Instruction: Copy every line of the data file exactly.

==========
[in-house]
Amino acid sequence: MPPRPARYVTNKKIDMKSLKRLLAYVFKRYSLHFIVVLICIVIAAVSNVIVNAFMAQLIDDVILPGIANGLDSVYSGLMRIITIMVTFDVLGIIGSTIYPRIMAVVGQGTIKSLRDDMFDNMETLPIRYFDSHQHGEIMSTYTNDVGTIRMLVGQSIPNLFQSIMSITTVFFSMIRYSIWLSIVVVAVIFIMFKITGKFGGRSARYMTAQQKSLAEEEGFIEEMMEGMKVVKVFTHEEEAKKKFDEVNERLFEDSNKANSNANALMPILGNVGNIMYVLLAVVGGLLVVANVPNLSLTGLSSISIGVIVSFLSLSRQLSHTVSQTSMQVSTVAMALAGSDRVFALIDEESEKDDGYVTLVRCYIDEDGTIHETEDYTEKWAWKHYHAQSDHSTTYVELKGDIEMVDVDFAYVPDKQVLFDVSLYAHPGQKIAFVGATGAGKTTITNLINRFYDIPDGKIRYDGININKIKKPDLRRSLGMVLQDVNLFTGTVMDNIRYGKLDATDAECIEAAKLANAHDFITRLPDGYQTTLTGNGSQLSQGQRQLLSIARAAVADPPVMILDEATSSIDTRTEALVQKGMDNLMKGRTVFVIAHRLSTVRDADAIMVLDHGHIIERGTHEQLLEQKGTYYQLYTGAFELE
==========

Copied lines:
[in-house]
Amino acid sequence: MPPRPARYVTNKKIDMKSLKRLLAYVFKRYSLHFIVVLICIVIAAVSNVIVNAFMAQLIDDVILPGIANGLDSVYSGLMRIITIMVTFDVLGIIGSTIYPRIMAVVGQGTIKSLRDDMFDNMETLPIRYFDSHQHGEIMSTYTNDVGTIRMLVGQSIPNLFQSIMSITTVFFSMIRYSIWLSIVVVAVIFIMFKITGKFGGRSARYMTAQQKSLAEEEGFIEEMMEGMKVVKVFTHEEEAKKKFDEVNERLFEDSNKANSNANALMPILGNVGNIMYVLLAVVGGLLVVANVPNLSLTGLSSISIGVIVSFLSLSRQLSHTVSQTSMQVSTVAMALAGSDRVFALIDEESEKDDGYVTLVRCYIDEDGTIHETEDYTEKWAWKHYHAQSDHSTTYVELKGDIEMVDVDFAYVPDKQVLFDVSLYAHPGQKIAFVGATGAGKTTITNLINRFYDIPDGKIRYDGININKIKKPDLRRSLGMVLQDVNLFTGTVMDNIRYGKLDATDAECIEAAKLANAHDFITRLPDGYQTTLTGNGSQLSQGQRQLLSIARAAVADPPVMILDEATSSIDTRTEALVQKGMDNLMKGRTVFVIAHRLSTVRDADAIMVLDHGHIIERGTHEQLLEQKGTYYQLYTGAFELE